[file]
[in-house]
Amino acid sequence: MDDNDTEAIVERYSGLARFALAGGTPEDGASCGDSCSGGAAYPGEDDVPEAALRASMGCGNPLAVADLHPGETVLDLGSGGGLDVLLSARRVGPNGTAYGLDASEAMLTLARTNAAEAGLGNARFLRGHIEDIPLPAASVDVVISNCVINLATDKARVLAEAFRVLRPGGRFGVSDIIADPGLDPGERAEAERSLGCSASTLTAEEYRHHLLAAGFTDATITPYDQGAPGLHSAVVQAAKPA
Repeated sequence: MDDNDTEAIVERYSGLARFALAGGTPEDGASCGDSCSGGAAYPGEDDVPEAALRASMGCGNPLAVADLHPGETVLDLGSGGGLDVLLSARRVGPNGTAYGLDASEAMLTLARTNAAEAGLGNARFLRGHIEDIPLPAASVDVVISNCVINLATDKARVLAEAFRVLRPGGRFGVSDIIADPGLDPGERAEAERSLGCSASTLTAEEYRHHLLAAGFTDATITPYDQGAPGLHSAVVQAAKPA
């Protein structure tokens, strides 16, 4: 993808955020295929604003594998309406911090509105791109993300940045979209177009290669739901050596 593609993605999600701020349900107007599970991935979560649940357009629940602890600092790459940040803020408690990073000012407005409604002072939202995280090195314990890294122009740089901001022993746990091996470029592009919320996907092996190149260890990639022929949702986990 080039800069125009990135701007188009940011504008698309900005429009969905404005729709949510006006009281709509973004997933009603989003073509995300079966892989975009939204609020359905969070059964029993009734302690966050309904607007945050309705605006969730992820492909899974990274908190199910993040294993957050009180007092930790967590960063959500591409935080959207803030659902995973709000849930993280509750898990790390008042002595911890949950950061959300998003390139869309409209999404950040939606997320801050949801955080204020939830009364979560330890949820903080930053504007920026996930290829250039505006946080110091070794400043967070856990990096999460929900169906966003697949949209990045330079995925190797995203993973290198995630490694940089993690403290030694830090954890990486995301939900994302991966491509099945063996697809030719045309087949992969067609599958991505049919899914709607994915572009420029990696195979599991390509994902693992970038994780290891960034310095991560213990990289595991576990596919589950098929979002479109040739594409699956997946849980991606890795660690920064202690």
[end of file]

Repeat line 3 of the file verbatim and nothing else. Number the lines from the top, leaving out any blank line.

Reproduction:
Repeated sequence: MDDNDTEAIVERYSGLARFALAGGTPEDGASCGDSCSGGAAYPGEDDVPEAALRASMGCGNPLAVADLHPGETVLDLGSGGGLDVLLSARRVGPNGTAYGLDASEAMLTLARTNAAEAGLGNARFLRGHIEDIPLPAASVDVVISNCVINLATDKARVLAEAFRVLRPGGRFGVSDIIADPGLDPGERAEAERSLGCSASTLTAEEYRHHLLAAGFTDATITPYDQGAPGLHSAVVQAAKPA